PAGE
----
Farmers in Virginia have been dealing with an increasing regulatory burden from federal agencies, particularly in the Chesapeake Bay region. Arkansas Farm Bureau’s environmental issues committee traveled to Virginia recently to see first-hand how farmers and ranchers there are responding to the regulatory challenges. In this conversation, Wilmer Stoneman, associate director of Governmental Affairs for Virginia Farm Bureau explains how Arkansas farmers and ranchers may prepare in the event they face similar regulatory issues in the future. Click here to listen: http://www.arfb.com/media-communications/press-releases/2016/podcast_chesapeake_bay_regulatory_issues/
Creek crossover for cattle
The National Agricultural Statistics Service is conducting its second annual survey to measure the environmental benefits associated with conservation practices on agricultural land.
Virginia’s Resource Management Plan program, which just entered its third year, is also noting efforts by farmers to protect the environment.
Since Virginia launched its RMP program in July 2014, 320 plans have been developed for farms in the commonwealth’s portion of the Chesapeake Bay watershed. Created in the interest of meeting bay cleanup goals, the program encourages farmers to voluntarily increase their use of agricultural best management practices and documents their current practices.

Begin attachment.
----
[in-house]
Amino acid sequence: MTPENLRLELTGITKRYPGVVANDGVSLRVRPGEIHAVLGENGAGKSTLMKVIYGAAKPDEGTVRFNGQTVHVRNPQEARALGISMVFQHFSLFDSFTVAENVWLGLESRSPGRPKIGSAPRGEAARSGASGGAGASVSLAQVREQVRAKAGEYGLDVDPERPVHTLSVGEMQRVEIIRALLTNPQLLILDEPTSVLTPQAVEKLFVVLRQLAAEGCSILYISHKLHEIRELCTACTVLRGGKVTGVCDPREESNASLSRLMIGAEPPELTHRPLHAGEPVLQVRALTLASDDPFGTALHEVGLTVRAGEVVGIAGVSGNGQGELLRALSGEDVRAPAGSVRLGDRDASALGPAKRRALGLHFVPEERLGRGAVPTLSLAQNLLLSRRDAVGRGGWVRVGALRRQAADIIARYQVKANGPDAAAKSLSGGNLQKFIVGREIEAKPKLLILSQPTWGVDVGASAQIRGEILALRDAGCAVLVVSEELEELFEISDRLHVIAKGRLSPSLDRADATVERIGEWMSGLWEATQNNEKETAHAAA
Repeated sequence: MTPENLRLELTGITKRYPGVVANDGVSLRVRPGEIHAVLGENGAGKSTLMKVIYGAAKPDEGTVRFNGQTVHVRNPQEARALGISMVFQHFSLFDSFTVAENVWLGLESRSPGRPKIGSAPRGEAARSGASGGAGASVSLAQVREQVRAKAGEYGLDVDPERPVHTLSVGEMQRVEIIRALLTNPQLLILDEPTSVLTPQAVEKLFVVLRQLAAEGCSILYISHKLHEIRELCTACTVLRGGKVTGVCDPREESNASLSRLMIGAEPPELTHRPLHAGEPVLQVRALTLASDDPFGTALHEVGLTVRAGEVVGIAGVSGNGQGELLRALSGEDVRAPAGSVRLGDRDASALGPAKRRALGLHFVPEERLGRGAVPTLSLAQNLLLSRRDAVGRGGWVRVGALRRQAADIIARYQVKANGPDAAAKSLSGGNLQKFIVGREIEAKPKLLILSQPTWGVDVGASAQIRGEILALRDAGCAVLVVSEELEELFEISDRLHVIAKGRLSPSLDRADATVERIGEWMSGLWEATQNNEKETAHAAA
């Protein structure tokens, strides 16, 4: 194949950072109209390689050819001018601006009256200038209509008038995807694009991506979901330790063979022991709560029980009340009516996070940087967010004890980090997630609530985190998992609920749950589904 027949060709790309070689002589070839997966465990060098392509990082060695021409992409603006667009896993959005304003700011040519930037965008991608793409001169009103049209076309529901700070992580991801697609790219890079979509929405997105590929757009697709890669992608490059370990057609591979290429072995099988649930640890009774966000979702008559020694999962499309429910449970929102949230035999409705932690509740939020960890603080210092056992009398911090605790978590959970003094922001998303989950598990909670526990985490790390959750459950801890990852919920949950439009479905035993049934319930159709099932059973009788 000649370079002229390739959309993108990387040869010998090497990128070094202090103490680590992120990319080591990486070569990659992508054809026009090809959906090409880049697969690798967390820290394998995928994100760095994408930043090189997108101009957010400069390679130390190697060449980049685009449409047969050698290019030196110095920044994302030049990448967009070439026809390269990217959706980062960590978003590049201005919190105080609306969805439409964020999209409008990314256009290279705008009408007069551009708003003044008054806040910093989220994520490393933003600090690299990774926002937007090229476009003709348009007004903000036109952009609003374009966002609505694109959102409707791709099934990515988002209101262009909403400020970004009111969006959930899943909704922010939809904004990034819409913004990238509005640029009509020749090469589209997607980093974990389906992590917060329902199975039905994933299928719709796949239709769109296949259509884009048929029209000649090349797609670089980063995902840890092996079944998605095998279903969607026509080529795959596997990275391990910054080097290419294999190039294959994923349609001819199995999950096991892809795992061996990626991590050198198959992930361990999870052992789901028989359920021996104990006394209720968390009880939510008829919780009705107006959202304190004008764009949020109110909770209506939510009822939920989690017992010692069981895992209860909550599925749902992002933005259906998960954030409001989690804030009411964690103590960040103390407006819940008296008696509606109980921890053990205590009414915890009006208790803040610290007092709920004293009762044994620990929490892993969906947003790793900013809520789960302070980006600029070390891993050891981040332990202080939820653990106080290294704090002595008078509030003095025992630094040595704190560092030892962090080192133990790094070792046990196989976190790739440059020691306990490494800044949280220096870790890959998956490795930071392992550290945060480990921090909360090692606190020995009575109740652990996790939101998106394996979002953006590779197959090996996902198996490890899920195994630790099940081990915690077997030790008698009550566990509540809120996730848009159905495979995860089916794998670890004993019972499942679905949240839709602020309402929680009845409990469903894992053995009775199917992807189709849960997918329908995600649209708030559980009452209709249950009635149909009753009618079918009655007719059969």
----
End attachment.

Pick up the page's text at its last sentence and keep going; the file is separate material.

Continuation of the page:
AFBF President Zippy Duvall
A unanimous Supreme Court today ruled landowners may challenge the federal government whenever the Army Corps of Engineers tries improperly to regulate land with regulations designed to protect water.
Landowners have attempted many times to challenge Corps rulings known as jurisdictional determinations, but the government successfully argued that those determinations were not “final agency actions” and the lawsuits were dismissed. Now, when the Corps asserts jurisdiction over low spots that look more like land than water, it will have to do so with the knowledge that its jurisdictional determination can be tested in court. Continue reading
Last week, the Chesapeake Bay Journal published an article called, “Farm Bureau can choose to be a sore loser or part of the solution.” Below is Virginia Farm Bureau’s response: